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I'm preparing for an upcoming exam on Discrete Maths, and I've come across the following past exam question which I don't quite understand:

An ATM dispenses only \$20 and \$50 notes. Let M be the set of amounts of money that the ATM can dispense

Write down a recursive definition of M

As I understand it, a recursive statement is something in the form of: $a_{n} + a_{n-1} - 5a_{n-2} = 0$

I do understand what a recurrence relation is basically - and I know how to solve a recurrence given initial statements $a_{0}$ and $a_{1}$ but I'm finding these types of questions a bit confusing as there doesn't seem to be any standard algorithm or technique for it

What confuses me even more with this question is the answer that is given is:

If \$m belong to M then \$$(m+20)$ belong to M and \$$(m+50)$ belong to M

Which is not really in the form that I'm more familiar with - but I suspect it can also be rewritten in the normal form?

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The difference here is that usually we have a sequence of numbers defined recursively, and here you have a set defined recursively. Here is one way to "standardize" this in terms you know:

Let us define a sequence $M_n$ of sets in the following way: $M_1=\{0\}$ and $M_{n+1}=M_n\cup (M_n+20)\cup (M_n+50)$, where $M_n+20$ means the set obtained from $M_n$ by adding 20 to every element.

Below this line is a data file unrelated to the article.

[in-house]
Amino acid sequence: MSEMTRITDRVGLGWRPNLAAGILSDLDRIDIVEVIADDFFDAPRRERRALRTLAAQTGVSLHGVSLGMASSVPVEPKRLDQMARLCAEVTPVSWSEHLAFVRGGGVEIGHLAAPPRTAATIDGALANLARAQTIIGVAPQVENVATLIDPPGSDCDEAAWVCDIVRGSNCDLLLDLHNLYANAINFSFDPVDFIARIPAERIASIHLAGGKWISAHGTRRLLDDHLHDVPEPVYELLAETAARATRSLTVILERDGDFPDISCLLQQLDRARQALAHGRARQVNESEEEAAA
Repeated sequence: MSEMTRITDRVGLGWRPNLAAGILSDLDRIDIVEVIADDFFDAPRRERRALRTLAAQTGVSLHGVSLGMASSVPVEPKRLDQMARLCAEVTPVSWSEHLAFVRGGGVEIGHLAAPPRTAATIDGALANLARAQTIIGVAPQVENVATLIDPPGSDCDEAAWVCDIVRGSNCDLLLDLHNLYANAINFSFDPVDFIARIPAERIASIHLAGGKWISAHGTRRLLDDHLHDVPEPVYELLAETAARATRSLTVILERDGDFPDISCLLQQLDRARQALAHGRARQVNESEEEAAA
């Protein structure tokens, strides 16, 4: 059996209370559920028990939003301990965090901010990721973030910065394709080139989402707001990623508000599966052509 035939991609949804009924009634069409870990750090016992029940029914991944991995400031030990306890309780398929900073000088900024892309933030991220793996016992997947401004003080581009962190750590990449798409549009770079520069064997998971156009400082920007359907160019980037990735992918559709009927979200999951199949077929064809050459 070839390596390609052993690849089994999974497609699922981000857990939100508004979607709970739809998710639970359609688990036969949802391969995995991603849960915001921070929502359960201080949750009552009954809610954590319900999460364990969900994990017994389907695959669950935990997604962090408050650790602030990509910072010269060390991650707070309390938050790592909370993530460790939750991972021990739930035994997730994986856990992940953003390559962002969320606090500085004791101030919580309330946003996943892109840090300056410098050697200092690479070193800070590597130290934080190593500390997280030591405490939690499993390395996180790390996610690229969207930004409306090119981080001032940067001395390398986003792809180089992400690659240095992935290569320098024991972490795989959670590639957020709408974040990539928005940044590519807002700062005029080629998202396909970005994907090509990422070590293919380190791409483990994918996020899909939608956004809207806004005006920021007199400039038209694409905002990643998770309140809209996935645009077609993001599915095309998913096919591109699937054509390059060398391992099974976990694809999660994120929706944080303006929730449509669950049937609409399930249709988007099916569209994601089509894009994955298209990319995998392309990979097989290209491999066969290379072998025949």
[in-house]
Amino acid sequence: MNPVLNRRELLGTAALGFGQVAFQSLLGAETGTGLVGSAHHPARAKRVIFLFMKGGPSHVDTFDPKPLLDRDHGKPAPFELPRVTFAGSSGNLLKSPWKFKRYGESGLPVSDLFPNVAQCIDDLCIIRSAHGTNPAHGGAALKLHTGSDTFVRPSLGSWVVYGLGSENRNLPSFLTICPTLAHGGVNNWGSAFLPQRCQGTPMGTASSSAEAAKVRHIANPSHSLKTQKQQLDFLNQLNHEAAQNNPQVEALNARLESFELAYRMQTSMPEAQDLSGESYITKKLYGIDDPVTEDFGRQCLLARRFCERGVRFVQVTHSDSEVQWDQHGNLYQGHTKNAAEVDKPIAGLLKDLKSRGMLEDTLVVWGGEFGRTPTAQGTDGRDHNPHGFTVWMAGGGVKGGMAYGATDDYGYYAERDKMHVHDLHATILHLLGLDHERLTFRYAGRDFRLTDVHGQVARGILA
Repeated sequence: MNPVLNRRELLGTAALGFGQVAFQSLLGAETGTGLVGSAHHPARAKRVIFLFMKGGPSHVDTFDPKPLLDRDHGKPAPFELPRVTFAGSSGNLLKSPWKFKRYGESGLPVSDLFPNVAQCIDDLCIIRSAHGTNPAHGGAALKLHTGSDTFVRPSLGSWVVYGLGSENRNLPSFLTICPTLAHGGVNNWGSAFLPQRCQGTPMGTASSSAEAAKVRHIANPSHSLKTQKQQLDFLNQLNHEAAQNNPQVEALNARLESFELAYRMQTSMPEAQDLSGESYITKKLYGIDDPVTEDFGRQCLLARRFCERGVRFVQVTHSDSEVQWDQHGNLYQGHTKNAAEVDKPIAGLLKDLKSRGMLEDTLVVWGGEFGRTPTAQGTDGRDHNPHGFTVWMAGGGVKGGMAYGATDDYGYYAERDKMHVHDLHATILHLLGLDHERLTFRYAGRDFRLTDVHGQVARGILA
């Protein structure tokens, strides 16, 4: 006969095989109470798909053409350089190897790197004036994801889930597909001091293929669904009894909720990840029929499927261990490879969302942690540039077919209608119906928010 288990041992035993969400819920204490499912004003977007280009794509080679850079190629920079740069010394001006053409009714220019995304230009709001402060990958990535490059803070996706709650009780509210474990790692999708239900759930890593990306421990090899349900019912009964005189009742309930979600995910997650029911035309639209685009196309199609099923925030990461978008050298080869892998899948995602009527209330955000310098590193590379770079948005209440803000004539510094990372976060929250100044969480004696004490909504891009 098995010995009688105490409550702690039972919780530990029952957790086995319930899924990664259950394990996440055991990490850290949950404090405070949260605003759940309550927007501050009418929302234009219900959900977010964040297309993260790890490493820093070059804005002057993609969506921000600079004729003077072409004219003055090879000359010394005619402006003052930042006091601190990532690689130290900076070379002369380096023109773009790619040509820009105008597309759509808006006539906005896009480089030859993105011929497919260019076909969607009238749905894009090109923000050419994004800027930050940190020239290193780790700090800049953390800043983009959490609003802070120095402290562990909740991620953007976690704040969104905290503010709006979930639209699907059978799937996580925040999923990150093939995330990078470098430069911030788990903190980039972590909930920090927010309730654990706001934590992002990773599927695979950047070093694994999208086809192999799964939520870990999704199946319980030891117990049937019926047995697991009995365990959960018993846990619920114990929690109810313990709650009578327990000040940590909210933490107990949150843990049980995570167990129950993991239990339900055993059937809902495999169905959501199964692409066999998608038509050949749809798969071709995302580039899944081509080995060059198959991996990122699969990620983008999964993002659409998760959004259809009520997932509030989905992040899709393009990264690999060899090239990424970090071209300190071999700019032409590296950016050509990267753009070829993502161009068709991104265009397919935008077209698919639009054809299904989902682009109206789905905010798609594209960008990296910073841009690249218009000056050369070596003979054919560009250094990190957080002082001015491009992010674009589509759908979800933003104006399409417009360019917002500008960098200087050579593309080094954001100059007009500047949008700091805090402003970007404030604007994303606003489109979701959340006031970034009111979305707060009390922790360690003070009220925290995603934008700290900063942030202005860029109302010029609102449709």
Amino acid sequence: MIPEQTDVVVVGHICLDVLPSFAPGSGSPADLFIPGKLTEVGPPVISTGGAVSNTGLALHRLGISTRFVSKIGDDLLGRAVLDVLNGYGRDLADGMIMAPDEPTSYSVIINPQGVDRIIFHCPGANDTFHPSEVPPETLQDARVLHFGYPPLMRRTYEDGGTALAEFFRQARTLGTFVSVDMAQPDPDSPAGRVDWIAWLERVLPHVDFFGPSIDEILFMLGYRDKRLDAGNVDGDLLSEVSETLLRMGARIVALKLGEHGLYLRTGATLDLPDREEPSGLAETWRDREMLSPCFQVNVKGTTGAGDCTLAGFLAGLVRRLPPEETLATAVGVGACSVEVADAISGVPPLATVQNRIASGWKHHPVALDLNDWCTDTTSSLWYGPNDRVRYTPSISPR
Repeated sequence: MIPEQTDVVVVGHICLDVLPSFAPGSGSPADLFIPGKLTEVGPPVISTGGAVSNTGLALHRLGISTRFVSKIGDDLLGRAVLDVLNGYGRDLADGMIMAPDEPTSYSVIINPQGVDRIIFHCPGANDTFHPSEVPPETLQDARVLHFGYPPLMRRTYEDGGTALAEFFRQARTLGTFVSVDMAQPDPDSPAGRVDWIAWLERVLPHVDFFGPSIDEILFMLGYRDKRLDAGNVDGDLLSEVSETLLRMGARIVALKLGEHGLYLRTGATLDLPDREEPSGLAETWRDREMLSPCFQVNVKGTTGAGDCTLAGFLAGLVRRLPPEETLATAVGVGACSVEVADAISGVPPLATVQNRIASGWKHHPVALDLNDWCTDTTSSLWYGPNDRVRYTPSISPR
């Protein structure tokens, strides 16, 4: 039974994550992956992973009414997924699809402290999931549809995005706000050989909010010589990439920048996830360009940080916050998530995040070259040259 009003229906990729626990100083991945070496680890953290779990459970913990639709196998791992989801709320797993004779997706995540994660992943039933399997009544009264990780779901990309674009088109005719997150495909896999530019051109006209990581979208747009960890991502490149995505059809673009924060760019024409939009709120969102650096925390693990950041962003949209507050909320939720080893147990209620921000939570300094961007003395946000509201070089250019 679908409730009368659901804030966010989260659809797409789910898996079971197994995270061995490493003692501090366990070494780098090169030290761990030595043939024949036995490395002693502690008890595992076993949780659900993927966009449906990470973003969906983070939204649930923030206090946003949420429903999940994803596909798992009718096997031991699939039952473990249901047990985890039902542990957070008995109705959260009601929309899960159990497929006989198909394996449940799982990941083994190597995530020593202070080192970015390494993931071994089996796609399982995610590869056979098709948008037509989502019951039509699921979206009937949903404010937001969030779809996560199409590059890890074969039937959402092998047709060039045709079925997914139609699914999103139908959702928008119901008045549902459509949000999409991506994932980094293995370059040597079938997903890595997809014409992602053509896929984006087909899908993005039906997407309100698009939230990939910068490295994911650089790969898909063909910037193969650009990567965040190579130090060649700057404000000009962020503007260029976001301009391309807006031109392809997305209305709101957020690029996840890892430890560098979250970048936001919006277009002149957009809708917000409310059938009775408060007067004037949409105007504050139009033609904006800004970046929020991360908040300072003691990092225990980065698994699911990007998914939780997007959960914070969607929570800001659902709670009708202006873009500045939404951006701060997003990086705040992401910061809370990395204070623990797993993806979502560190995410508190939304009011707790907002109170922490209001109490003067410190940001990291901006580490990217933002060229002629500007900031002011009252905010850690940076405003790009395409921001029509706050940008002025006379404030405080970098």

Now define $M=\bigcup_{n=1}^\infty M_n$.

This is the closest way to bring this to a form you know. However, if you are given a test question like this, I guess they'll expect solution like the one you quoted.

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To put it another way, "recursive" just means things are defined in terms of things already defined. So, your "recursive statement" defines $a_n$ as $-a_{n-1}+5a_{n-2}$, and the ATM answer is that a member of $M$ is 20 or 50 more than a previously obtained member of $M$. –  Gerry Myerson Jun 20 '11 at 9:20
    
Hmmm, I see, so M being the set of amounts of money that the ATM can dispose means it is the set containing: {0, 20, 40, 60, 70, 90...} and: $M_{1} = 0$, $M_{2} = 0 \cup (0+20) \cup (0+50)$ And keep going to build the set that way. That makes sense. I'm still not confident enough to be able to figure it out for a different question, but I'll see how I go. thanks! –  Arvin Jun 20 '11 at 9:40
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